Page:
The Republicans always lie about their tax plans. But this time it’s not working.

In selling their tax plan to lawmakers and the American people, President Trump and Republicans leaders have said 1) that the plan would lead to a huge increase in GDP and economic growth, which 2) would lead to higher tax revenues to offset the budget deficit the plan creates, and 3) all Americans will benefit in seeing their taxes go down.  Trump himself has gone a little further, by lying that he and the wealthy would pay more under his plan.

But the lies are not working this time.   The plan already garners 52% disapproval among Americans according to recent polling.  New Hart Research polling finds the Republican tax bill is very unpopular in some very specific and inconvenient places: Sen. Bob Corker’s home state of Tennessee (30% approve), Sen. John McCain’s and Sen. Jeff Flake’s home state of Arizona (26% approve) and Sen. Susan Collins’ home state of Maine (22% approve).   Further, small businesses are opposed to the plan by 51%, according to a new Public Policy Polling poll.  34% of small businesses support the GOP tax plan, while 52% agreed with the statement that current proposals favor large corporations over small businesses.  58% said it felt wealthy corporations would benefit the most.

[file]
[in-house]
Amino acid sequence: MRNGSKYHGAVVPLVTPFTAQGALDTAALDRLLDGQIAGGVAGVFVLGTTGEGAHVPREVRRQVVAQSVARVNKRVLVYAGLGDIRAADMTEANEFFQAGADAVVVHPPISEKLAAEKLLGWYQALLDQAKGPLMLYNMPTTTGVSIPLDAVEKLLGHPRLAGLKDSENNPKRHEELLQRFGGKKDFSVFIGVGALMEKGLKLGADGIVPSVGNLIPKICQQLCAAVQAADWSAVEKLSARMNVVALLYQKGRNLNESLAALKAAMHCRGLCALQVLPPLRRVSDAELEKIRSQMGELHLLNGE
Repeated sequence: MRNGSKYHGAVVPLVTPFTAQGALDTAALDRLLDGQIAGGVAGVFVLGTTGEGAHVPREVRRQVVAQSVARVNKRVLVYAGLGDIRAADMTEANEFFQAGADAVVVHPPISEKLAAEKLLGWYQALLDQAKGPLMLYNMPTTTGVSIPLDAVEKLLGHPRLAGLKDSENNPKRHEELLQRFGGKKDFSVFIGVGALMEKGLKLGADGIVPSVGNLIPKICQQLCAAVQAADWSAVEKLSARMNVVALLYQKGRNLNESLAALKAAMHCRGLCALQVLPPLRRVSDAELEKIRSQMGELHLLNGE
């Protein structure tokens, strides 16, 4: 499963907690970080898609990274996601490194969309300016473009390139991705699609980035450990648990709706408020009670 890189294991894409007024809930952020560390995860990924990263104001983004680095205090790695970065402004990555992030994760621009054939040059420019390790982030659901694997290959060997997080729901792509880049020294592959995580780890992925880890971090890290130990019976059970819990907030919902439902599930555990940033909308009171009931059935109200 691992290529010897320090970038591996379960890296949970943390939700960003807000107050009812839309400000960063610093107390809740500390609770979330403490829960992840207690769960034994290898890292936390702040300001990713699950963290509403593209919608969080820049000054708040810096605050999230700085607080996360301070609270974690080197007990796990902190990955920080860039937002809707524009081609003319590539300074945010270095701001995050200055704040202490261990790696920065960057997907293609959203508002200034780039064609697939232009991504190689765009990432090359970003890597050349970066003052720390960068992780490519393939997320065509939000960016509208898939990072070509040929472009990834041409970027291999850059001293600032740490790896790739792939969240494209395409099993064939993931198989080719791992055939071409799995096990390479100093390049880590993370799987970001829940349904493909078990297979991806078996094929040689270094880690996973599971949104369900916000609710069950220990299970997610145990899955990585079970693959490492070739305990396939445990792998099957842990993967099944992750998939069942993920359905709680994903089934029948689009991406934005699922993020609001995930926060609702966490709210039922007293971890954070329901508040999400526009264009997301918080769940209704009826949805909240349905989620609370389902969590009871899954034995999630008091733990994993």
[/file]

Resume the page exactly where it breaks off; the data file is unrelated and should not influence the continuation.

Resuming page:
Why are the lies not working.  Have all small businesses become Democrats?   Have Tennesseans, Mainers and Arizonans all become liberal?

I humbly submit, that in our current alternative-fact-non-truth world where nothing matters anymore, that facts and evidence actually do matter.   Perhaps its because the public can remember back to the halcyon days of the early 2000’s when they were sold the very same Trickle Down Laffer Curve bullshit as they are being sold today.  They remember what happened in the 2000’s, after the Bush tax cuts passed.  It did not lead to increased economic growth.  It did not pay for itself, instead leading to huge deficits and debt.  And every American surely did not benefit.  The wealthy benefited tremendously, but the average Americans remembers that they got a $300 rebate and then the Financial Crash of 2008 happened, which wiped out their savings, cost them their job and home, and left everyone but the top 1% horribly worse off.    So replaying the Tax Cuts Cures All playbook again so exactly was the wrong choice, but then again, it is all the GOP has.

Further, the facts actually do matter theory is bolstered by the fact that several recent studies and analyses from both sides of the aisle destroy the Trumpian Republican talking point.  The Tax Foundation, which uses an aggressive “dynamic scoring” to measure the effect of tax changes on the economy much to the delight of Republicans, found that the economy won’t reach 3 percent growth in a single year until 2027 under the House bill — far less than the claims of President Trump and GOP leaders.

Penn-Wharton study, which was led by a former Bush administration economist, finds economic growth would actually be less than 1 percentage point larger by 2027.   A Tax Policy Center study, which was led by former Democratic budget officials, finds the House bill would boost the economy by just one-third of a percentage point.  Meanwhile, a University of Chicago Booth School of Business survey found that just 2 percent of economists agreed that the GOP tax cuts would substantially boost the economy by 2027, while a majority — 51% — disagreed.